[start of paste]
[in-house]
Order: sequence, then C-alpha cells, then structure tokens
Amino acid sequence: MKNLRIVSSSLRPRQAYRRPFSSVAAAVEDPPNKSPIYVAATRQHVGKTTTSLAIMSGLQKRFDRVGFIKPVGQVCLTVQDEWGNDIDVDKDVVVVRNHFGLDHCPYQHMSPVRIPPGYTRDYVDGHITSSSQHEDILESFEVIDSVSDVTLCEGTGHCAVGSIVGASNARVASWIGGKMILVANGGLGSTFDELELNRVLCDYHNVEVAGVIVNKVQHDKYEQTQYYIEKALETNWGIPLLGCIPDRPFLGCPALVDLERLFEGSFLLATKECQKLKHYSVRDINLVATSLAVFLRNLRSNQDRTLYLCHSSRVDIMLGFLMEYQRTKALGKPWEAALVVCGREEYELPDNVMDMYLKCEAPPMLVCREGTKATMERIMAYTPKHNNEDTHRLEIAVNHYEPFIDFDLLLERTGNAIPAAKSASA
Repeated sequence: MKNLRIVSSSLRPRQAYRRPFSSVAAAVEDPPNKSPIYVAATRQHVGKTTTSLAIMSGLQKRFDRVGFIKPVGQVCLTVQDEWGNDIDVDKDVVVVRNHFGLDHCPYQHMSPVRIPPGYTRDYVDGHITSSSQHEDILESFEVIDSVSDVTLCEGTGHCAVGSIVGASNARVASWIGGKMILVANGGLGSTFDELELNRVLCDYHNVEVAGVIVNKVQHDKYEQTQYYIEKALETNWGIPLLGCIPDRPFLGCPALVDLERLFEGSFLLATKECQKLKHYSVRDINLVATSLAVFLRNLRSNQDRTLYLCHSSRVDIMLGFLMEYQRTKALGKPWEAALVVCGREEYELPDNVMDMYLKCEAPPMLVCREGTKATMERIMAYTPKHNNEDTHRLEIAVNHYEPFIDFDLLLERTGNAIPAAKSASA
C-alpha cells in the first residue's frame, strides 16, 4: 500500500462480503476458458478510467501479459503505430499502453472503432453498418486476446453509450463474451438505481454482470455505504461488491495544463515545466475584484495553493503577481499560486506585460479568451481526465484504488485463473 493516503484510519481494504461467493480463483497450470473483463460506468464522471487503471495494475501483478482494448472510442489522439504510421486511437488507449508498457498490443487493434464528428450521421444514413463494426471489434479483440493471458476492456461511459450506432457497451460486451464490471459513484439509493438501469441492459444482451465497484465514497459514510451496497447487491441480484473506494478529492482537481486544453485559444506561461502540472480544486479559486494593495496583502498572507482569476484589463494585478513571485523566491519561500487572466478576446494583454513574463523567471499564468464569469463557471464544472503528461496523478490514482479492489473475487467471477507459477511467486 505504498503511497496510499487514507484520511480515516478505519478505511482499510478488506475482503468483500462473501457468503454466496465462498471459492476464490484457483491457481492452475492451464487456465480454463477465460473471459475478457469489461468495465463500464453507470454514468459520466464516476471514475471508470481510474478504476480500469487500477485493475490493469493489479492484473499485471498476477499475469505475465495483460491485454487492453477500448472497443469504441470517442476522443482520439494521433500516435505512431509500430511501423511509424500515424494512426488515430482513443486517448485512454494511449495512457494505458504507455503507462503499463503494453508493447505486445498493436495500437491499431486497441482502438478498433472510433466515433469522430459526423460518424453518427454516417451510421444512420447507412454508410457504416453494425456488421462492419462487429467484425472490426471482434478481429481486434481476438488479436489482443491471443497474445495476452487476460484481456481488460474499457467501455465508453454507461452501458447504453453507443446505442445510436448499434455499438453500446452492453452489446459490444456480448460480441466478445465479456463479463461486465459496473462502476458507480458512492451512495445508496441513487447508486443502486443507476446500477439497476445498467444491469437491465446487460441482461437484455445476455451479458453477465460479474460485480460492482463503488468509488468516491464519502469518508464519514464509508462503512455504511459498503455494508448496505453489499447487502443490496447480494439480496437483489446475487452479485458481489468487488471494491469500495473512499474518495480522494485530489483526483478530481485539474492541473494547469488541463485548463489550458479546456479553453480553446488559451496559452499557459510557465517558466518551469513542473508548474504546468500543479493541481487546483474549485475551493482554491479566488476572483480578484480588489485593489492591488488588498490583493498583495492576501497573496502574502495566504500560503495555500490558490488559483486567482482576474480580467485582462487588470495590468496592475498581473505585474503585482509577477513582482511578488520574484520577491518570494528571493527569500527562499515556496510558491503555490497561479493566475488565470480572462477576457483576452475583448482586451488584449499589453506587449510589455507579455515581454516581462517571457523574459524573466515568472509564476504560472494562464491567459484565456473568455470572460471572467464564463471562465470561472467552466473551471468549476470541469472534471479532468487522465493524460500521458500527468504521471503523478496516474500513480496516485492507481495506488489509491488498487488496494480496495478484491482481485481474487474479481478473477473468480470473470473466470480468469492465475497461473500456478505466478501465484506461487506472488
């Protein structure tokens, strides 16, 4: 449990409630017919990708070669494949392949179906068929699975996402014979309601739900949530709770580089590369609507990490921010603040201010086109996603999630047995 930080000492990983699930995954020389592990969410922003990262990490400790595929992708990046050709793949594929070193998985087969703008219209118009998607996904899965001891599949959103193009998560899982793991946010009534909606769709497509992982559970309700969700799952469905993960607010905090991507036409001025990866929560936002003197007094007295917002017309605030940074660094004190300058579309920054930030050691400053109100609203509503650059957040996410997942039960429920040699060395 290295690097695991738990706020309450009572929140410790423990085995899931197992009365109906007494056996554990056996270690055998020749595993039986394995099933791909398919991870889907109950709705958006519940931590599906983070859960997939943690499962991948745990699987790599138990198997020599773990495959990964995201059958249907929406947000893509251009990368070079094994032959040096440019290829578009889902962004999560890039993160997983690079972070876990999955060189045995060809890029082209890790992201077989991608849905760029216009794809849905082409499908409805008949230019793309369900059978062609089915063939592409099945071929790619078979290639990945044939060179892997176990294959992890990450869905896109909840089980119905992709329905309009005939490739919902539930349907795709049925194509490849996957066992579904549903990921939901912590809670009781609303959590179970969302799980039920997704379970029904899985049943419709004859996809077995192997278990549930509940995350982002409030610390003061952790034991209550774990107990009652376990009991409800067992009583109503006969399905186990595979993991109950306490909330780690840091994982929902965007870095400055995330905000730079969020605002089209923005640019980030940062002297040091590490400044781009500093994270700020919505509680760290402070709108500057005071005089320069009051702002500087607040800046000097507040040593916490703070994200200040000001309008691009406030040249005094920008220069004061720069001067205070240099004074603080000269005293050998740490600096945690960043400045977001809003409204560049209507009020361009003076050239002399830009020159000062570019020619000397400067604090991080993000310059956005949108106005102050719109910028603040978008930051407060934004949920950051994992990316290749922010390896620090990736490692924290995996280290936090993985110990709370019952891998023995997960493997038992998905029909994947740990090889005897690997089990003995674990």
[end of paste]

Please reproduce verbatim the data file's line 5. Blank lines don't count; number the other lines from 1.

C-alpha cells in the first residue's frame, strides 16, 4: 500500500462480503476458458478510467501479459503505430499502453472503432453498418486476446453509450463474451438505481454482470455505504461488491495544463515545466475584484495553493503577481499560486506585460479568451481526465484504488485463473 493516503484510519481494504461467493480463483497450470473483463460506468464522471487503471495494475501483478482494448472510442489522439504510421486511437488507449508498457498490443487493434464528428450521421444514413463494426471489434479483440493471458476492456461511459450506432457497451460486451464490471459513484439509493438501469441492459444482451465497484465514497459514510451496497447487491441480484473506494478529492482537481486544453485559444506561461502540472480544486479559486494593495496583502498572507482569476484589463494585478513571485523566491519561500487572466478576446494583454513574463523567471499564468464569469463557471464544472503528461496523478490514482479492489473475487467471477507459477511467486 505504498503511497496510499487514507484520511480515516478505519478505511482499510478488506475482503468483500462473501457468503454466496465462498471459492476464490484457483491457481492452475492451464487456465480454463477465460473471459475478457469489461468495465463500464453507470454514468459520466464516476471514475471508470481510474478504476480500469487500477485493475490493469493489479492484473499485471498476477499475469505475465495483460491485454487492453477500448472497443469504441470517442476522443482520439494521433500516435505512431509500430511501423511509424500515424494512426488515430482513443486517448485512454494511449495512457494505458504507455503507462503499463503494453508493447505486445498493436495500437491499431486497441482502438478498433472510433466515433469522430459526423460518424453518427454516417451510421444512420447507412454508410457504416453494425456488421462492419462487429467484425472490426471482434478481429481486434481476438488479436489482443491471443497474445495476452487476460484481456481488460474499457467501455465508453454507461452501458447504453453507443446505442445510436448499434455499438453500446452492453452489446459490444456480448460480441466478445465479456463479463461486465459496473462502476458507480458512492451512495445508496441513487447508486443502486443507476446500477439497476445498467444491469437491465446487460441482461437484455445476455451479458453477465460479474460485480460492482463503488468509488468516491464519502469518508464519514464509508462503512455504511459498503455494508448496505453489499447487502443490496447480494439480496437483489446475487452479485458481489468487488471494491469500495473512499474518495480522494485530489483526483478530481485539474492541473494547469488541463485548463489550458479546456479553453480553446488559451496559452499557459510557465517558466518551469513542473508548474504546468500543479493541481487546483474549485475551493482554491479566488476572483480578484480588489485593489492591488488588498490583493498583495492576501497573496502574502495566504500560503495555500490558490488559483486567482482576474480580467485582462487588470495590468496592475498581473505585474503585482509577477513582482511578488520574484520577491518570494528571493527569500527562499515556496510558491503555490497561479493566475488565470480572462477576457483576452475583448482586451488584449499589453506587449510589455507579455515581454516581462517571457523574459524573466515568472509564476504560472494562464491567459484565456473568455470572460471572467464564463471562465470561472467552466473551471468549476470541469472534471479532468487522465493524460500521458500527468504521471503523478496516474500513480496516485492507481495506488489509491488498487488496494480496495478484491482481485481474487474479481478473477473468480470473470473466470480468469492465475497461473500456478505466478501465484506461487506472488